Heart attack risk peaks at 5 tips to keep your heart healthy - TobiVibes


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Heart attack risk peaks at 5 tips to keep your heart healthy

New Delhi: You’ve probably heard that cold weather can cause your blood pressure and cholesterol levels to rise, increasing your risk of a heart attack. But that’s not all, now, a new study has associated winter holidays with a higher rate of heart attacks, with Christmas Eve being the riskiest day of the holiday season. The researchers from the Lund University in Sweden said that the risk of having a heart attack was 37 per cent high around 10 p.m. on Christmas eve.

The study, which analyzed 16 years of data from the Scandinavian country, found that people above 75 and those with existing conditions, such as diabetes and heart disease, have the highest risk. Stressing the need for the society to raise awareness of this vulnerable group over the Christmas period, the study looked at whether time factors could trigger a heart attack.

According to the study, the chances of having a heart attack was also higher during New Years, midsummer holidays, early mornings (8 a.m.) and Monday mornings. Compared with the control period, Christmas and midsummer holidays had a 15 per cent and 12 per cent higher risk of heart attack respectively. But the Easter holiday and sporting events were not, said the study published in the medical journal The BMJ.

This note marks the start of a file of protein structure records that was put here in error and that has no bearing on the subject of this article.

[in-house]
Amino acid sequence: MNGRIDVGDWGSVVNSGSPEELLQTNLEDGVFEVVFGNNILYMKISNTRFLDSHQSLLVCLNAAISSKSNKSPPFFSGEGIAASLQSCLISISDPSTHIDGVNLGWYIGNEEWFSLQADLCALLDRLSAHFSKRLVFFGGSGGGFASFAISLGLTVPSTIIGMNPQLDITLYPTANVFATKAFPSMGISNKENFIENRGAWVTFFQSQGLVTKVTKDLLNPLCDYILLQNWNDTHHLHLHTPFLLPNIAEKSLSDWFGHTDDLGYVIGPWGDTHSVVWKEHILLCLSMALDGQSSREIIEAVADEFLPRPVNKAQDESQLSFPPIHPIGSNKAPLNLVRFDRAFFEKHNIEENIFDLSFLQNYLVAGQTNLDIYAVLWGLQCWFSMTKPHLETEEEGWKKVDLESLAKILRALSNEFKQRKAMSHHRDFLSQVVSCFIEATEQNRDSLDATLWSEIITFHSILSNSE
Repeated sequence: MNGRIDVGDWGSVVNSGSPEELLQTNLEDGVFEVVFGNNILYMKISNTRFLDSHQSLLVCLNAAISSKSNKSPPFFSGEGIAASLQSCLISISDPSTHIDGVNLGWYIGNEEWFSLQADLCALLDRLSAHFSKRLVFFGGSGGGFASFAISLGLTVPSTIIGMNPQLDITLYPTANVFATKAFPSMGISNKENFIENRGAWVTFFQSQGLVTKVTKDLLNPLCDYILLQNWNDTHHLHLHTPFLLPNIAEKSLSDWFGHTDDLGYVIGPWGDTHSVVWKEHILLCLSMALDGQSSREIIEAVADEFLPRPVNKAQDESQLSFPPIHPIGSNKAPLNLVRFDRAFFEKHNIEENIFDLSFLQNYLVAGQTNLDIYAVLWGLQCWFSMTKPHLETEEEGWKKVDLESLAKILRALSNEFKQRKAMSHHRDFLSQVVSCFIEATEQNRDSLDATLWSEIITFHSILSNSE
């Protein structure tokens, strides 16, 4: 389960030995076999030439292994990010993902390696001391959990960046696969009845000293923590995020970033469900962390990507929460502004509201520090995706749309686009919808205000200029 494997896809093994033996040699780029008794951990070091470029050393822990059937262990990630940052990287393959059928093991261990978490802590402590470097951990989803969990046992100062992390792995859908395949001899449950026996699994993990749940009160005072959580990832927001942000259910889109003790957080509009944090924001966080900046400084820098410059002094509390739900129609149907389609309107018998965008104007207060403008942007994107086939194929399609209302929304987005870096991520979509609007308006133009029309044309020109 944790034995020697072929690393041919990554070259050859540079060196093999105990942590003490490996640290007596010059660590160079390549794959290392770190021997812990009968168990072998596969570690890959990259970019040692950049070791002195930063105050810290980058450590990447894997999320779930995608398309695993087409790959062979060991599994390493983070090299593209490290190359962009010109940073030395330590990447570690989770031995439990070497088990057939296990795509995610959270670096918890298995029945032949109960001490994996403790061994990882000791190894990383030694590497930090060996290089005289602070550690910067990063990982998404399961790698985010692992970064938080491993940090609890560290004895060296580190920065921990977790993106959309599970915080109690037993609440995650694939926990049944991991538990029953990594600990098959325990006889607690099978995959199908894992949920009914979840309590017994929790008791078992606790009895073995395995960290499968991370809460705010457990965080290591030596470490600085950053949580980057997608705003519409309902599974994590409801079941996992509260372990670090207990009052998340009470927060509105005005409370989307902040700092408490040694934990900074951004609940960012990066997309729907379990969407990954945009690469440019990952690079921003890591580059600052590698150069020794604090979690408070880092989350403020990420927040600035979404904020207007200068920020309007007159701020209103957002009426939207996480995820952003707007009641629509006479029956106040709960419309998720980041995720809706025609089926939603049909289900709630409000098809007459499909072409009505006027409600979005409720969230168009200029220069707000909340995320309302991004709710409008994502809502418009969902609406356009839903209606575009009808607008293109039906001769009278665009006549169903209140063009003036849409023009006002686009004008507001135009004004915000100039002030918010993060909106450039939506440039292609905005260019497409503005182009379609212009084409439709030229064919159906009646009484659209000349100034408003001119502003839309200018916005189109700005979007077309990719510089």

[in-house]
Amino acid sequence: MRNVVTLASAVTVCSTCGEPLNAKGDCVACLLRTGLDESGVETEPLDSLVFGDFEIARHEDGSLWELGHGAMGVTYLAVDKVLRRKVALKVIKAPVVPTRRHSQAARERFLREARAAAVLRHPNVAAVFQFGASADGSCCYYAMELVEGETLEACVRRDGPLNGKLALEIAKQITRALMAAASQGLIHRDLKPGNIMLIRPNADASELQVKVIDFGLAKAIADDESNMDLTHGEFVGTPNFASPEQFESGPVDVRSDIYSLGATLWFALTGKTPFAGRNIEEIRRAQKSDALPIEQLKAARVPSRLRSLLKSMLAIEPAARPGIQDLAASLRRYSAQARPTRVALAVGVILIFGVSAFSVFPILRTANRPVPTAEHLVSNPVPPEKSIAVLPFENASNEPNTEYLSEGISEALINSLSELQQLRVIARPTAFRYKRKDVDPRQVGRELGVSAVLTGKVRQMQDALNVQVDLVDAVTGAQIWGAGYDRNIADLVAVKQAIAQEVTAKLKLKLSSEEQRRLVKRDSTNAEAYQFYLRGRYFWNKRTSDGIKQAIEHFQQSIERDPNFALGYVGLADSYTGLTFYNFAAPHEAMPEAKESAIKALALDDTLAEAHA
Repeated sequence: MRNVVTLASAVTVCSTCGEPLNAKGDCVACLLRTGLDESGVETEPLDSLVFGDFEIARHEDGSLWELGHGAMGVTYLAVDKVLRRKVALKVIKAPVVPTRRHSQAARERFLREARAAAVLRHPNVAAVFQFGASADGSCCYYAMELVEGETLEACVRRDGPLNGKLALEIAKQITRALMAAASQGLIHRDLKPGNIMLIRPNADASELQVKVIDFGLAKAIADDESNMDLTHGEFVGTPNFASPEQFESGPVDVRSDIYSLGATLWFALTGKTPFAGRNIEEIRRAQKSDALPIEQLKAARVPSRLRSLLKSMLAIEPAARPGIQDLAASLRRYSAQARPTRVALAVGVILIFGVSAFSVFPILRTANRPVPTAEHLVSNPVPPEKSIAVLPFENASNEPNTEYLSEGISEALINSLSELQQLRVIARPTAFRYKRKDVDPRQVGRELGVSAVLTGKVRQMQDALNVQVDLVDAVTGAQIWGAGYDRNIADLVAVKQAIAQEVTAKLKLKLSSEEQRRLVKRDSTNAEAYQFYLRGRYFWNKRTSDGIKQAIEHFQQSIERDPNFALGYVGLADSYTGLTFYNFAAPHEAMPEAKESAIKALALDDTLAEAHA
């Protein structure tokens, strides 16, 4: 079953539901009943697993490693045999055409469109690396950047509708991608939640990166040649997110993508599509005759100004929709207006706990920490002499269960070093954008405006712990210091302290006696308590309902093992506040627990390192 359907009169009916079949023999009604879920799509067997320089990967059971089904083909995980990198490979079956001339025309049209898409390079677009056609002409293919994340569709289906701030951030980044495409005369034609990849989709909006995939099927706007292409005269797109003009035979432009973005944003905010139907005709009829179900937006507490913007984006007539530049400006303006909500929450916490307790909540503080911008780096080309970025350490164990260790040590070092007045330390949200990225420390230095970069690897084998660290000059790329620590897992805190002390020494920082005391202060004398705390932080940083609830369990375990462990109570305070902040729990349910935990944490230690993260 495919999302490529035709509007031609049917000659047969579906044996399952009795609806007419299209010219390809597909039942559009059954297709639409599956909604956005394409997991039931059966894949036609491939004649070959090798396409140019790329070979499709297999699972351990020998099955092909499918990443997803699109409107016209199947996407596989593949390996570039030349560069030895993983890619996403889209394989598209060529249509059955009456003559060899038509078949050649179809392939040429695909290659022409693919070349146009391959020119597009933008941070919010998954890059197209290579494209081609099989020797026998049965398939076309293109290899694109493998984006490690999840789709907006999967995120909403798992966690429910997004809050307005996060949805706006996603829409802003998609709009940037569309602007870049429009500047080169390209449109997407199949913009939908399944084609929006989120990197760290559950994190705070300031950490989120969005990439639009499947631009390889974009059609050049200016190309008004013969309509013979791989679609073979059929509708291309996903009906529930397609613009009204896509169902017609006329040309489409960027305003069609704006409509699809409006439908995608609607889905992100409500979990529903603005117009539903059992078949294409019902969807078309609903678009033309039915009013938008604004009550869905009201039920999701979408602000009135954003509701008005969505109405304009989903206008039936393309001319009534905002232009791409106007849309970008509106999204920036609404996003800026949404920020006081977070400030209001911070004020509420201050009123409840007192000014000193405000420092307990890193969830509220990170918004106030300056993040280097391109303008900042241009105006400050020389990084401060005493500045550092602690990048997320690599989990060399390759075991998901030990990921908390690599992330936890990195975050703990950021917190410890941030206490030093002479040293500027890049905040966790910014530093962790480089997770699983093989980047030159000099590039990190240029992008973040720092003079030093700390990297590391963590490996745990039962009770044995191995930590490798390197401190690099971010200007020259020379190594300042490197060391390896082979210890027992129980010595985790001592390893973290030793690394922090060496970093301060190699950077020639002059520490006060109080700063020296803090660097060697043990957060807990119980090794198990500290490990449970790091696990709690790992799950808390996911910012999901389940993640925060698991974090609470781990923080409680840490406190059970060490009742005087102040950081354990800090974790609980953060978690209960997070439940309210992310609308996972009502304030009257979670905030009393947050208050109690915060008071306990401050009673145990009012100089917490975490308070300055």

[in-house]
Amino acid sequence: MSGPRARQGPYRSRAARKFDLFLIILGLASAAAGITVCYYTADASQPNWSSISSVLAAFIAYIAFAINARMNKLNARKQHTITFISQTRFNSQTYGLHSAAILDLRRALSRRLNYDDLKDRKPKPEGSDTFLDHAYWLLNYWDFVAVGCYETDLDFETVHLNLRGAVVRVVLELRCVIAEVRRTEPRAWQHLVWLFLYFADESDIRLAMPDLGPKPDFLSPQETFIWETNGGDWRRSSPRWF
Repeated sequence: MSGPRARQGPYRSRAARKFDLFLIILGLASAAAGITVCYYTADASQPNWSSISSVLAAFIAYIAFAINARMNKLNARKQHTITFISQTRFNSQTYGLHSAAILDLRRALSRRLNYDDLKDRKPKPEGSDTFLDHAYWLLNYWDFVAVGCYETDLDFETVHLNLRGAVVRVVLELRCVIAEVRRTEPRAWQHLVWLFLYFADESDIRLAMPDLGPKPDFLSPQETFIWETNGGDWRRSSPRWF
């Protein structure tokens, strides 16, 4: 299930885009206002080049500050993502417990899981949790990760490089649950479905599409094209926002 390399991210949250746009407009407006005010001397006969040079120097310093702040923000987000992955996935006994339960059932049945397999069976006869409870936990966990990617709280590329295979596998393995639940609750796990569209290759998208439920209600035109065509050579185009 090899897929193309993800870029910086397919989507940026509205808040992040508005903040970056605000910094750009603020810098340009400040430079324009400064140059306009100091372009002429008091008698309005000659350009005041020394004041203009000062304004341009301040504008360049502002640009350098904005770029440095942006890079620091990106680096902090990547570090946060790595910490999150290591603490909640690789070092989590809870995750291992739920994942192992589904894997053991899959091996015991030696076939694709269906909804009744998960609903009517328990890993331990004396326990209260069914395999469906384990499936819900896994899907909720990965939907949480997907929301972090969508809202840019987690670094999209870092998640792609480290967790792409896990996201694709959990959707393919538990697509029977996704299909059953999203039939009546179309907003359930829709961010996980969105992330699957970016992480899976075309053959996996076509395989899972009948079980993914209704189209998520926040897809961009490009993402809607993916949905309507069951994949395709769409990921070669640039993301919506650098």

Apart from overindulgence in unhealthy food and beverages, emotional stress, and exhaustion during the holiday season have been linked to an increased risk of heart attacks. However, the authors concluded that no firm conclusions can be drawn about the cause and effect since it is an observational study.

Steps on how to prevent a heart attack

Heart attack prevention starts by making healthier, smart lifestyle choices. Here are a few things you can do to prevent or reduce your risk of having a heart attack.

  • Eat a heart-healthy diet that is loaded with plenty of fresh fruits and vegetables, grains, and foods high in omega-3 fatty acids like fresh tuna or herring, etc. Adding a variety of nutrient-dense foods to your diet is a good way to ensure that your body gets all the nutrients it needs.
  • Cut back on salt, saturated fats, sweets, and red meats. Try to avoid trans fats and food high in hydrogenated or partially hydrogenated ingredients. Also, avoid or take alcohol in moderation if you drink.
  • Avoid or quit smoking, which is a major risk factor for heart attacks.
  • Stay physically active by including exercise in your daily routine – this will keep your heart and blood vessels in good condition by lowering your blood pressure. According to NHS, low-impact activities such as walking, swimming and cycling are good options to boost your heart health. Being physically active will also help you either maintain or lose weight.
  • Ensure that the levels of your blood cholesterol, blood pressure, blood sugar are under control. These conditions can be managed by losing weight (if you’re overweight), modifying your diet and taking medication, or doing a combination of these things.

Stay safe this holiday season!

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